Lack of education and access to those healthy food options is a primary driver of why 31% of adults in Harlem are struggling with obesity — the highest rate of any neighborhood in New York City and 7% higher than the average adult obesity rate across the five boroughs.

Obesity increases risk for heart disease or diabetes, which in turn leaves Harlem's residents — who are 76% Black or LatinX — at heightened risk for complications with COVID-19.

Keep Reading Show less

Eight months into the coronavirus pandemic, many of us are feeling the weight of it growing heavier and heavier. We miss normal life. We miss our friends. We miss travel. We miss not having to mentally measure six feet everywhere we go.

Maybe that's what was on Edmund O'Leary's mind when he tweeted on Friday. Or maybe he had some personal issues or challenges he was dealing with. After all, it's not like people didn't struggle pre-COVID. Now, we just have the added stress of a pandemic on top of our normal mental and emotional upheavals.

Whatever it was, Edmund decided to reach out to Twitter and share what he was feeling.

"I am not ok," he wrote. "Feeling rock bottom. Please take a few seconds to say hello if you see this tweet. Thank you."

O'Leary didn't have a huge Twitter following, but somehow his tweet started getting around quickly. Response after response started flowing in from all over the world, even from some famous folks. Thousands of people seemed to resonate with Edmund's sweet and honest call for help and rallied to send him support and good cheer.

Keep Reading Show less
Photo by Tim Mossholder on Unsplash
True

Glenda moved to Houston from Ohio just before the pandemic hit. She didn't know that COVID-19-related delays would make it difficult to get her Texas driver's license and apply for unemployment benefits. She quickly found herself in an impossible situation — stranded in a strange place without money for food, gas, or a job to provide what she needed.

Alone, hungry, and scared, Glenda dialed 2-1-1 for help. The person on the other end of the line directed her to the Houston-based nonprofit Bread of Life, founded by St. John's United Methodist pastors Rudy and Juanita Rasmus.

For nearly 30 years, Bread of Life has been at the forefront of HIV/AIDS prevention, eliminating food insecurity, providing permanent housing to formerly homeless individuals and disaster relief.

Glenda sat in her car for 20 minutes outside of the building, trying to muster up the courage to get out and ask for help. She'd never been in this situation before, and she was terrified.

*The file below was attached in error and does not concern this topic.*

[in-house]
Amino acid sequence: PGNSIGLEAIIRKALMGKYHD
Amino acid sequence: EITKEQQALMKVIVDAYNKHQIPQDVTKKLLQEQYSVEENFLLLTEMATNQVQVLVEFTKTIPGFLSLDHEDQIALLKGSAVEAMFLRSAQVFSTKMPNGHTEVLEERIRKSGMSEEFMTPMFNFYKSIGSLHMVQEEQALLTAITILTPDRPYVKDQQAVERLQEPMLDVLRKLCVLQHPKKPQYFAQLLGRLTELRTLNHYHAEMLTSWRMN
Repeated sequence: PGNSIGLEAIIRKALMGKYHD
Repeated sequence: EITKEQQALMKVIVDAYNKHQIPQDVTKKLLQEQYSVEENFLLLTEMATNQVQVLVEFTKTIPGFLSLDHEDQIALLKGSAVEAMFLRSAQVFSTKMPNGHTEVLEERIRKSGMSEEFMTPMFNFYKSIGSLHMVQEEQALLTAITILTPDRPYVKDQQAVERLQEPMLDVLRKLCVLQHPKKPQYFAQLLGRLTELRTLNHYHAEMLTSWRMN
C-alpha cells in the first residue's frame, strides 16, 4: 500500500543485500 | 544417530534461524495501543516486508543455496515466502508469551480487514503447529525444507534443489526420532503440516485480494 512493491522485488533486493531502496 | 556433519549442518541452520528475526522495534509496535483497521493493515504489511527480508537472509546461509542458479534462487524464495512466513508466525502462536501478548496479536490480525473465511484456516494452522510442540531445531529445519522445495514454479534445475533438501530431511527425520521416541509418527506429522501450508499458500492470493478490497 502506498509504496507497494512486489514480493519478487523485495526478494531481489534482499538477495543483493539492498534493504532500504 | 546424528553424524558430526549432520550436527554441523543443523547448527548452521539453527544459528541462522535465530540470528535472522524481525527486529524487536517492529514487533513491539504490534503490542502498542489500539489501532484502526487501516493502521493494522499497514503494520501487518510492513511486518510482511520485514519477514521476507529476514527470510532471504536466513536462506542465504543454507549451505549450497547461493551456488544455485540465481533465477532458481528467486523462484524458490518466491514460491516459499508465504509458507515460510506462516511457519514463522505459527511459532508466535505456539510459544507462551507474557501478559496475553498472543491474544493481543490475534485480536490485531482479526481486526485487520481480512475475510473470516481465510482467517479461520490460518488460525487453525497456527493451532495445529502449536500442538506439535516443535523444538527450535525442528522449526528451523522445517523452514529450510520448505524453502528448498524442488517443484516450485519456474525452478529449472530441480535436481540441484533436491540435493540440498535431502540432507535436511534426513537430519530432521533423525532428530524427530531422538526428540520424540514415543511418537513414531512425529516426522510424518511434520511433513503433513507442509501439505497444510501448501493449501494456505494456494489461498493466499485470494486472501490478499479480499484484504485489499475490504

When she finally got out, she encountered Eva Thibaudeau, who happened to be walking down the street at the exact same time. Thibaudeau is the CEO of Temenos CDC, a nonprofit multi-unit housing development also founded by the Rasmuses, with a mission to serve Midtown Houston's homeless population.

Keep Reading Show less

The subject of late-term abortions has been brought up repeatedly during this election season, with President Trump making the outrageous claim that Democrats are in favor of executing babies.

This message grossly misrepresents what late-term abortion actually is, as well as what pro-choice advocates are actually "in favor of." No one is in favor of someone having a specific medical procedure—that would require being involved in someone's individual medical care—but rather they are in favor of keeping the government out of decisions about specific medical procedures.

Pete Buttigieg, who has become a media surrogate for the Biden campaign—and quite an effective one at that—addressed this issue in a Fox News town hall when he was on the campaign trail himself. When Chris Wallace asked him directly about late-term abortions, Buttigieg answered Wallace's questions is the best way possible.

"Do you believe, at any point in pregnancy, whether it's at six weeks or eight weeks or 24 weeks or whenever, that there should be any limit on a woman's right to have an abortion?" Wallace asked.

Keep Reading Show less

When it comes to the topic of race, we all have questions. And sometimes, it honestly can be embarrassing to ask perfectly well-intentioned questions lest someone accuse you of being ignorant, or worse, racist, for simply admitting you don't know the answer.

America has a complicated history with race. For as long as we've been a country, our culture, politics and commerce have been structured in a way to deny our nation's past crimes, minimize the structural and systemic racism that still exists and make the entire discussion one that most people would rather simply not have.

For example, have you ever wondered what's really behind the term Black Pride? Is it an uplifting phrase for the Black community or a divisive term? Most people instinctively put the term "White Pride" in a negative context. Is there such a thing as non-racist, racial pride for white people? And while we're at it, what about Asian people, Native Americans, and so on?

Yes, a lot of people raise these questions with bad intent. But if you've ever genuinely wanted an answer, either for yourself or so that you best know how to handle the question when talking to someone with racist views, writer/director Michael McWhorter put together a short, simple and irrefutable video clip explaining why "White Pride" isn't a real thing, why "Black Pride" is and all the little details in between.


Keep Reading Show less